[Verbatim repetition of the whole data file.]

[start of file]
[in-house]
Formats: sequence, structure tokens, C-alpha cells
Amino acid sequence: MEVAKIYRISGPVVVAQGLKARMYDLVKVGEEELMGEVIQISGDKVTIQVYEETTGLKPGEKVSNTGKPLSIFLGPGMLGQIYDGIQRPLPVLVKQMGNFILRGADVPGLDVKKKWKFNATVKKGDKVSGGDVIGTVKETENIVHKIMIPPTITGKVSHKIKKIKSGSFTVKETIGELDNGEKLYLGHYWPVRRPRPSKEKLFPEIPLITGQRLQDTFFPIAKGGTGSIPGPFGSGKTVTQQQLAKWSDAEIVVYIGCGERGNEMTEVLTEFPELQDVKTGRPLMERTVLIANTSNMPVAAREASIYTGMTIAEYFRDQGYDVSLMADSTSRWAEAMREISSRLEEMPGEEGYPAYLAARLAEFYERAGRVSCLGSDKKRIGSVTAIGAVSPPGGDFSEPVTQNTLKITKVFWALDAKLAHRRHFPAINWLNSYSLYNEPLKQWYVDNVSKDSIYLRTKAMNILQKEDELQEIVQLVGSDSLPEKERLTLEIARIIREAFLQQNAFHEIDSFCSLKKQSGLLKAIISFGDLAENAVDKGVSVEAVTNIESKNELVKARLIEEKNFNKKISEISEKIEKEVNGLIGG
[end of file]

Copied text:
[in-house]
Formats: sequence, structure tokens, C-alpha cells
Amino acid sequence: MEVAKIYRISGPVVVAQGLKARMYDLVKVGEEELMGEVIQISGDKVTIQVYEETTGLKPGEKVSNTGKPLSIFLGPGMLGQIYDGIQRPLPVLVKQMGNFILRGADVPGLDVKKKWKFNATVKKGDKVSGGDVIGTVKETENIVHKIMIPPTITGKVSHKIKKIKSGSFTVKETIGELDNGEKLYLGHYWPVRRPRPSKEKLFPEIPLITGQRLQDTFFPIAKGGTGSIPGPFGSGKTVTQQQLAKWSDAEIVVYIGCGERGNEMTEVLTEFPELQDVKTGRPLMERTVLIANTSNMPVAAREASIYTGMTIAEYFRDQGYDVSLMADSTSRWAEAMREISSRLEEMPGEEGYPAYLAARLAEFYERAGRVSCLGSDKKRIGSVTAIGAVSPPGGDFSEPVTQNTLKITKVFWALDAKLAHRRHFPAINWLNSYSLYNEPLKQWYVDNVSKDSIYLRTKAMNILQKEDELQEIVQLVGSDSLPEKERLTLEIARIIREAFLQQNAFHEIDSFCSLKKQSGLLKAIISFGDLAENAVDKGVSVEAVTNIESKNELVKARLIEEKNFNKKISEISEKIEKEVNGLIGG